By the Reverend Michael Coren
While nobody ever thought they’d be a serious contender for government, the People’s Party of Canada made a definite impression in the recent election. They came nowhere close to winning a seat but damaged Erin O’Toole’s chances, and tripled their support from 2019, when they averaged a mere 1.6% of the vote. “Unfortunately, we won’t be able to carry on this fight in Parliament” said leader Maxime Bernier, “but we will continue this battle to unite Canadians under the freedom umbrella.”
Which is where conservative Christianity enters the scene. Although we don’t have precise numbers, the support Bernier enjoyed among fundamentalist and literalist Christians seems to have been deeply significant. Bernier courted them, prayed with them, appeared in a much-viewed video in which he was blessed and proclaimed by a well-known pastor.
Yet here is a party that wants to lift many COVID-19 public health restrictions, expand the oil and gas industry, end official multiculturalism, and drastically reduce immigration levels. At a time of increased racism, and a murderous attack on a Muslim family in London, Ontario, the PPC has said it would repeal the official Multiculturalism Act. Bernier even denied that the discovery of thousands of graves of Indigenous children proved Canada’s involvement in an attempted cultural genocide.
How can such ideas appeal to people who claim to follow Jesus? This was a man who was known as the Prince of Peace, who commanded that we welcome strangers and newcomers, treat every person as a child of God and made in absolute equality, and who repeatedly preached the importance of community, sharing, giving, and empathy. The Bible demands that we care for the planet as stewards, not owners, and that we live not as individuals with- out responsibility but in direct solidarity with those around us.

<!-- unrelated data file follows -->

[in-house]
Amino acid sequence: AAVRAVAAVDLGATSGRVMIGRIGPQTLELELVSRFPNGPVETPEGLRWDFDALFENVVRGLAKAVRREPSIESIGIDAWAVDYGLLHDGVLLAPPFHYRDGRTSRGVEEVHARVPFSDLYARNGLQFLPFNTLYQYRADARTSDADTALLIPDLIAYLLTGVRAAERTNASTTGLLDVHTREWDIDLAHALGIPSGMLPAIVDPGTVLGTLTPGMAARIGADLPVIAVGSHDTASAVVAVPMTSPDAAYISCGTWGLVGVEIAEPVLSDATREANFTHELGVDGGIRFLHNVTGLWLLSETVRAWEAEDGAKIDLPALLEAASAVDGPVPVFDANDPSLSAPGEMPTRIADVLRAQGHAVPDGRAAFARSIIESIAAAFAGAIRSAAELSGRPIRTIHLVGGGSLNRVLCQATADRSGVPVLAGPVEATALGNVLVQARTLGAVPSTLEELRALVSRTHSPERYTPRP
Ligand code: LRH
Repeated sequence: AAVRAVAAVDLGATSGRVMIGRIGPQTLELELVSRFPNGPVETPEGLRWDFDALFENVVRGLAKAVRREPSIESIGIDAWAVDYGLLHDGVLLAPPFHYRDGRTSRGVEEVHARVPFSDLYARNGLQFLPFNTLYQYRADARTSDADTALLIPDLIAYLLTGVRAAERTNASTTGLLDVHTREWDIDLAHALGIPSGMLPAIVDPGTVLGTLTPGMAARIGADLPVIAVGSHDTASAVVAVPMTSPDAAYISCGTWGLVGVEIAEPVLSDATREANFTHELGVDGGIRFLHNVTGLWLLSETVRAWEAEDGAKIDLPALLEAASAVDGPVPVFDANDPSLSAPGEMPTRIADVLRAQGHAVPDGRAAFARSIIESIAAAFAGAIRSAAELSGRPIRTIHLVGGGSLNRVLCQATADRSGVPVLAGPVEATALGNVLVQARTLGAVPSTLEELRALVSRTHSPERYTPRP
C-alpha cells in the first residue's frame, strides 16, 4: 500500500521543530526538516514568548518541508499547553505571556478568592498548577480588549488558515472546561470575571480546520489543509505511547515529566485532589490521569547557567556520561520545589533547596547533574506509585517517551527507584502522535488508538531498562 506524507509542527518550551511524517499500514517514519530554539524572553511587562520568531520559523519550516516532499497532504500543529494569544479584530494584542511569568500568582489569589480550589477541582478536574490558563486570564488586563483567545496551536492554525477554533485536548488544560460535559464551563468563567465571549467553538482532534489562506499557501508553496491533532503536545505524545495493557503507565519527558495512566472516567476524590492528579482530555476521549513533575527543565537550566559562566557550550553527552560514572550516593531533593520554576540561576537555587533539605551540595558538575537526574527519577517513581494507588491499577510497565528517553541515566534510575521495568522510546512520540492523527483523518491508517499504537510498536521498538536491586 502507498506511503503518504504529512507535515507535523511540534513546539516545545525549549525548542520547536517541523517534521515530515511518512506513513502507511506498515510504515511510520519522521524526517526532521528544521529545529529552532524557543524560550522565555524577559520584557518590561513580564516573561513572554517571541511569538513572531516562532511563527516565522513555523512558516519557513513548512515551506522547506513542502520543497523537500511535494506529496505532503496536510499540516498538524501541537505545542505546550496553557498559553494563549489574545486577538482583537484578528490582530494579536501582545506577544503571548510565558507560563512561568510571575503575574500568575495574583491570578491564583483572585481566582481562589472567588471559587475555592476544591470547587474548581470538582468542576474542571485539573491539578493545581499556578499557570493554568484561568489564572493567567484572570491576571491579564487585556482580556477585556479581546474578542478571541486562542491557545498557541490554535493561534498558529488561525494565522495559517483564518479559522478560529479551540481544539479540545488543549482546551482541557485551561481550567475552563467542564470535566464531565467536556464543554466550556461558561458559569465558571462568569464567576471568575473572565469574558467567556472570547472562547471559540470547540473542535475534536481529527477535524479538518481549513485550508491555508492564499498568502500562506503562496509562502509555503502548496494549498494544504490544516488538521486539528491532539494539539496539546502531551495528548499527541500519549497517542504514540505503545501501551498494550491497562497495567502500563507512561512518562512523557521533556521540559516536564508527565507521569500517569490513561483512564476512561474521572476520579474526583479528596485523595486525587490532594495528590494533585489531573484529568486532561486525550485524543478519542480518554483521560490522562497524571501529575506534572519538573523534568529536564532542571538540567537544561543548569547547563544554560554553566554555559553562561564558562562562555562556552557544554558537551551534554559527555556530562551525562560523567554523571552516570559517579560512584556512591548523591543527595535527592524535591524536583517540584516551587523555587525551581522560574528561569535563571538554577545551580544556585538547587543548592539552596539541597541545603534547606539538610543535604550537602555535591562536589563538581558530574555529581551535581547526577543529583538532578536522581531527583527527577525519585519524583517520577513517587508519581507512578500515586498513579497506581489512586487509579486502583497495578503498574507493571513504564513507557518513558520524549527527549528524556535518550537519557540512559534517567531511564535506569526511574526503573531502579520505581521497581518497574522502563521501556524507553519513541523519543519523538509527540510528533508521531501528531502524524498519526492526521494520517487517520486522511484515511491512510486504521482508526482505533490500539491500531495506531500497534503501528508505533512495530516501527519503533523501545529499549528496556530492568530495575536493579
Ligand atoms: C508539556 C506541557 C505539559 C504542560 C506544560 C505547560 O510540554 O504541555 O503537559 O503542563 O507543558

The reasons for the conservative Christian support for Bernier are not unique to Canada. We’ve seen the same with Donald Trump in the US, Jair Bolsonaro in Brazil, and in many other countries. The phenomenon is dangerous for the body politic, and tragic for organized Christianity. It makes the faith appear to be reactionary and insular when it’s in fact—or should be—the direct opposite. People often embrace right-wing ideas when they’re challenged and frightened of change, but conservative populism makes the world subjectively smaller.
So, what of the future? While Bernier claims that issues such as abortion and gender identity aren’t on his party platform, and was always regarded as more socially liberal, he’s attracted a fierce anti-abortion element into his ranks. That clash between Christian social conservatives on the one hand and anti-state activists on the other may have survived the election but will surely expose the artificiality of the People’s Party in the months to come.
The future of the conservative Christian place in the Bernier project will depend to a large extent on whether Erin O’Toole remains leader of the Tories. He’s declared himself to be pro-choice and supports a ban on conversion therapy, even though most of his parliamentary caucus disagrees. If, however, he should be removed and replaced by a more conservative alternative–new MP Leslyn Lewis comes to mind–we could see an exodus of evangelical support from the People’s Party.
Until and unless all of this, a fringe party that empowers some of the least noble aspects of Canadian society will continue to attract those Christians who see the first-century Jewish son of a carpenter not as someone who called for the world to be turned upside down in a revolution of love and justice, but as someone who called us all to revere 1950s suburbia. If that’s not worrying, I don’t know what is.
Michael’s latest book, The Rebel Christ, was published in October.